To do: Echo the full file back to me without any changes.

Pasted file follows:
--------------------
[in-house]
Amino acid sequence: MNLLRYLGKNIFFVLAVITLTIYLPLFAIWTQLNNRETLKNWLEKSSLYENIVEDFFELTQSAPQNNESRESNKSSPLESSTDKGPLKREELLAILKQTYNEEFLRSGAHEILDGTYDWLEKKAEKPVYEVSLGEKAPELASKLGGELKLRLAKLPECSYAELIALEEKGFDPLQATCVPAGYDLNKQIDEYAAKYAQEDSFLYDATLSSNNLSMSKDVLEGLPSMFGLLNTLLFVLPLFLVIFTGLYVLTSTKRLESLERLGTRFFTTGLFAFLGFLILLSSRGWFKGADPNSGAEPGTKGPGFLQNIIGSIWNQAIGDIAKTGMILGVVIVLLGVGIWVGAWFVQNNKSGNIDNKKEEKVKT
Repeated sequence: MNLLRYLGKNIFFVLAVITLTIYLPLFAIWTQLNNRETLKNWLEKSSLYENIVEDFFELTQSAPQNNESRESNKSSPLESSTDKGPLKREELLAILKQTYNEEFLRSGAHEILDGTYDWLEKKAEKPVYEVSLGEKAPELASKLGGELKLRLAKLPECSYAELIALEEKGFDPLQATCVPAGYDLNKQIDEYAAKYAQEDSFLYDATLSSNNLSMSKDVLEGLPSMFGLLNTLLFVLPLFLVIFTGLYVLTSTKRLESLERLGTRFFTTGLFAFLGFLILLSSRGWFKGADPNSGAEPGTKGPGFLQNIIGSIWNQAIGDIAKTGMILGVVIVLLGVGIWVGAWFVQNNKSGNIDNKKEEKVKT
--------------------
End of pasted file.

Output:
[in-house]
Amino acid sequence: MNLLRYLGKNIFFVLAVITLTIYLPLFAIWTQLNNRETLKNWLEKSSLYENIVEDFFELTQSAPQNNESRESNKSSPLESSTDKGPLKREELLAILKQTYNEEFLRSGAHEILDGTYDWLEKKAEKPVYEVSLGEKAPELASKLGGELKLRLAKLPECSYAELIALEEKGFDPLQATCVPAGYDLNKQIDEYAAKYAQEDSFLYDATLSSNNLSMSKDVLEGLPSMFGLLNTLLFVLPLFLVIFTGLYVLTSTKRLESLERLGTRFFTTGLFAFLGFLILLSSRGWFKGADPNSGAEPGTKGPGFLQNIIGSIWNQAIGDIAKTGMILGVVIVLLGVGIWVGAWFVQNNKSGNIDNKKEEKVKT
Repeated sequence: MNLLRYLGKNIFFVLAVITLTIYLPLFAIWTQLNNRETLKNWLEKSSLYENIVEDFFELTQSAPQNNESRESNKSSPLESSTDKGPLKREELLAILKQTYNEEFLRSGAHEILDGTYDWLEKKAEKPVYEVSLGEKAPELASKLGGELKLRLAKLPECSYAELIALEEKGFDPLQATCVPAGYDLNKQIDEYAAKYAQEDSFLYDATLSSNNLSMSKDVLEGLPSMFGLLNTLLFVLPLFLVIFTGLYVLTSTKRLESLERLGTRFFTTGLFAFLGFLILLSSRGWFKGADPNSGAEPGTKGPGFLQNIIGSIWNQAIGDIAKTGMILGVVIVLLGVGIWVGAWFVQNNKSGNIDNKKEEKVKT